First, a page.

Tackling Documentation Debt in Rails: Beyond rswag.

Documentation and how it rots

If you’ve ever had to manage documentation in a large codebase, you know how quickly it “rots”. Who takes the time to ensure the README.md still makes sense 6 months into a project, whether your database migrations run without errors and your seeds load correctly, or whether people have been adding new API routes and example requests to tools like Postman or Insomnia?

Usually, unless there is a customer constantly reading and using your documentation (e.g. you are an API provider), engineering teams are neither incentivized nor held accountable for when documentation lapses (it’s always a nice to have, not a need to have). Then, the primary way (outside of customer-facing APIs) that documentation gets updated ends up being with new hires — they end up following the README to setup a project, immediately run into trouble, and decide to fix the documentation as a way to both easily show their contribution early on, and because they don’t want the next onboarding person to run into the same challenges that frustrated them. So, if you’ve read this far, an easy solution to documentation debt might be to just always be hiring for your project!

Kidding aside, documentation debt isn’t (really) anyone’s fault. While it would be great to say that all companies should make addressing documentation a core value, usually it’s one of the first “values” that get deprioritized when crunch-time happens (how many times have you heard “I’ll come back after the feature launch to fix the documentation and tests, I swear!”?). No matter what type of processes, values, and workflows you instill at your company, if they are human-driven, they will eventually fail to scale, and be applied inconsistently, leading to continued gaps.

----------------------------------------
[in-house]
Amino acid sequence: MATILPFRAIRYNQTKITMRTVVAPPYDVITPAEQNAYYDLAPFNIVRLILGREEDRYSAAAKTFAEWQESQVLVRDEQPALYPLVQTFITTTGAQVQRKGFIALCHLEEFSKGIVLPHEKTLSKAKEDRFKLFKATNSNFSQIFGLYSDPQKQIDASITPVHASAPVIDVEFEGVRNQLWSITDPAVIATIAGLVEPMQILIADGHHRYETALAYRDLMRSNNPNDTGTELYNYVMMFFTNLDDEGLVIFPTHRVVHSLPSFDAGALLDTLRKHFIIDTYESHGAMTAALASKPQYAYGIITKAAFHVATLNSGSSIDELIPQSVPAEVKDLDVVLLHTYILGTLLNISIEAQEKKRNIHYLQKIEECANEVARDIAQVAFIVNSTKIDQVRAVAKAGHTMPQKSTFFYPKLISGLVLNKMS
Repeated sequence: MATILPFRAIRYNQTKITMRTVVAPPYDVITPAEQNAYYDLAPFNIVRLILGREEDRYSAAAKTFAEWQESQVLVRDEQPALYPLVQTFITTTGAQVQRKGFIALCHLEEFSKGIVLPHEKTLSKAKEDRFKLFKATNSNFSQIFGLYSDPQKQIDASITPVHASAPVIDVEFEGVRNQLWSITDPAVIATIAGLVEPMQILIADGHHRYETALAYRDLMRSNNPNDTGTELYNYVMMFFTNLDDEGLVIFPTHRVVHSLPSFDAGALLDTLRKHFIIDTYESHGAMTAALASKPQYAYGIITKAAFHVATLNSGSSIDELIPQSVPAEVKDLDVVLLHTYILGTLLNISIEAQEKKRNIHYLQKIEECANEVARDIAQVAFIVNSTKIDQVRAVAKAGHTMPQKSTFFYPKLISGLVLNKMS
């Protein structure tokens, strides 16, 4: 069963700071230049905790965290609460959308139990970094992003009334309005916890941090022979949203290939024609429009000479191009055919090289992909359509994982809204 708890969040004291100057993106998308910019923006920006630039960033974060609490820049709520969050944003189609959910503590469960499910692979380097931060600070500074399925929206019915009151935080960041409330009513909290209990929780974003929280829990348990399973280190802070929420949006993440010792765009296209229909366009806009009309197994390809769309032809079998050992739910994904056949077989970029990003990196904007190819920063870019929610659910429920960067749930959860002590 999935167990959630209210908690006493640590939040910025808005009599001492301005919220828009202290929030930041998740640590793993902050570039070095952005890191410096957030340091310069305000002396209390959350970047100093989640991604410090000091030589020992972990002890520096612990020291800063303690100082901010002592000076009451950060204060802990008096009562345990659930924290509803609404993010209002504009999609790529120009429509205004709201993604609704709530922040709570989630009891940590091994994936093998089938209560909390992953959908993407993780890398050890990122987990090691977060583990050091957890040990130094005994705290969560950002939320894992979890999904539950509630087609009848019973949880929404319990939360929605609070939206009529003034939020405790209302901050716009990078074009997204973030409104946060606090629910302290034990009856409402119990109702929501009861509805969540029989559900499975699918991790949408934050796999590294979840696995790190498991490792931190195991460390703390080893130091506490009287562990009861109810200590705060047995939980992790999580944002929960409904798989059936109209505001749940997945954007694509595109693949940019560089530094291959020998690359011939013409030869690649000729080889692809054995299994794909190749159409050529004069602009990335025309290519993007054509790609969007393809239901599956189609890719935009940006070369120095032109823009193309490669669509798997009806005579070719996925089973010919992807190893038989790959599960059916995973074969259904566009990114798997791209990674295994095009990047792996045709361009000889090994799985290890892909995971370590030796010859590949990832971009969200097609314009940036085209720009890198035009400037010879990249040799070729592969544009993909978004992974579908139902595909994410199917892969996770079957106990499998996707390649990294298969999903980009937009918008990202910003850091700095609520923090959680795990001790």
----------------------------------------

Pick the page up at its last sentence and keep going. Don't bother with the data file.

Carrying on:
Solving for documentation debt

An existing solution: automation and careful choice of technology

While there are many ways to help address documentation debt, one solution is when you as a developer are required (either by the programming language, tests, etc) to implement code that helps your documentation stay up to date. E.g. developers will add Typescript types to their javascript methods / classes / etc if they know their code won’t pass tests / GitHub actions / other automated tasks they’ve added to their repo otherwise. This should then incentivize engineering leaders to choose technologies or programming languages that can enforce good practices — if adding TypeScript to Javascript results in better documentation and easier developer experience at the cost of just a little extra work while writing new code, it seems like a no-brainer to choose it.

The challenge then becomes what other “no-brainers” we can use to help with documentation debt problems, and unfortunately the answer isn’t straightforward for Ruby / Rails. Sure you can implement tools like Rubocop to make the code a bit cleaner to follow consistent rules, but implementing other libraries like the type-checking library Sorbet seem potentially risky for any engineering team, as it’s not really endorsed by Ruby or Rails as a solution, and doesn’t have a ton of community support.

This became evident when I sought to start documenting my team’s Rails API. At the start, I had been using Postman and had been adding routes / params / etc there, but just as I mentioned above, over time I failed to keep it updated or complete. Instead, I thought that it might make sense to build API documentation right into the app itself, and found rswag, a great library that made adding, updating, and even generating your OpenAPI / Swagger documentation as seamlessly as writing tests. Sounds like a great find, right?